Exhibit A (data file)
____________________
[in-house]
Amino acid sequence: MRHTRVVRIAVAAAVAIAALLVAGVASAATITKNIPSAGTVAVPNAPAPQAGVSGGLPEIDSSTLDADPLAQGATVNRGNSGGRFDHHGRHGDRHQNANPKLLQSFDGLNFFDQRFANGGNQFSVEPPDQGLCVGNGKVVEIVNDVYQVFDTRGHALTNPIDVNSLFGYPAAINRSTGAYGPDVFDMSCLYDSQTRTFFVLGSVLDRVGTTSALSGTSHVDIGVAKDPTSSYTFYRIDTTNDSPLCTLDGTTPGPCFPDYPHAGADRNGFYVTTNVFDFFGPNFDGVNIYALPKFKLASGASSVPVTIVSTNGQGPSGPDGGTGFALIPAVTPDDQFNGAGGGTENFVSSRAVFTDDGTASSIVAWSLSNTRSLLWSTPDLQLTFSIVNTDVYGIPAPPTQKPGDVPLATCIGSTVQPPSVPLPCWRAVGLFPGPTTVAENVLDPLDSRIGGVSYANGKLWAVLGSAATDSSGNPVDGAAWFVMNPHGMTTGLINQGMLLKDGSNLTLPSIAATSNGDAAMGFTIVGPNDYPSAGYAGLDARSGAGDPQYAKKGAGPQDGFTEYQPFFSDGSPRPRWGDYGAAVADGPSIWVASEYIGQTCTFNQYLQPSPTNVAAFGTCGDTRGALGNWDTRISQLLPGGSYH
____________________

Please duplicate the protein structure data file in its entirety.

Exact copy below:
[in-house]
Amino acid sequence: MRHTRVVRIAVAAAVAIAALLVAGVASAATITKNIPSAGTVAVPNAPAPQAGVSGGLPEIDSSTLDADPLAQGATVNRGNSGGRFDHHGRHGDRHQNANPKLLQSFDGLNFFDQRFANGGNQFSVEPPDQGLCVGNGKVVEIVNDVYQVFDTRGHALTNPIDVNSLFGYPAAINRSTGAYGPDVFDMSCLYDSQTRTFFVLGSVLDRVGTTSALSGTSHVDIGVAKDPTSSYTFYRIDTTNDSPLCTLDGTTPGPCFPDYPHAGADRNGFYVTTNVFDFFGPNFDGVNIYALPKFKLASGASSVPVTIVSTNGQGPSGPDGGTGFALIPAVTPDDQFNGAGGGTENFVSSRAVFTDDGTASSIVAWSLSNTRSLLWSTPDLQLTFSIVNTDVYGIPAPPTQKPGDVPLATCIGSTVQPPSVPLPCWRAVGLFPGPTTVAENVLDPLDSRIGGVSYANGKLWAVLGSAATDSSGNPVDGAAWFVMNPHGMTTGLINQGMLLKDGSNLTLPSIAATSNGDAAMGFTIVGPNDYPSAGYAGLDARSGAGDPQYAKKGAGPQDGFTEYQPFFSDGSPRPRWGDYGAAVADGPSIWVASEYIGQTCTFNQYLQPSPTNVAAFGTCGDTRGALGNWDTRISQLLPGGSYH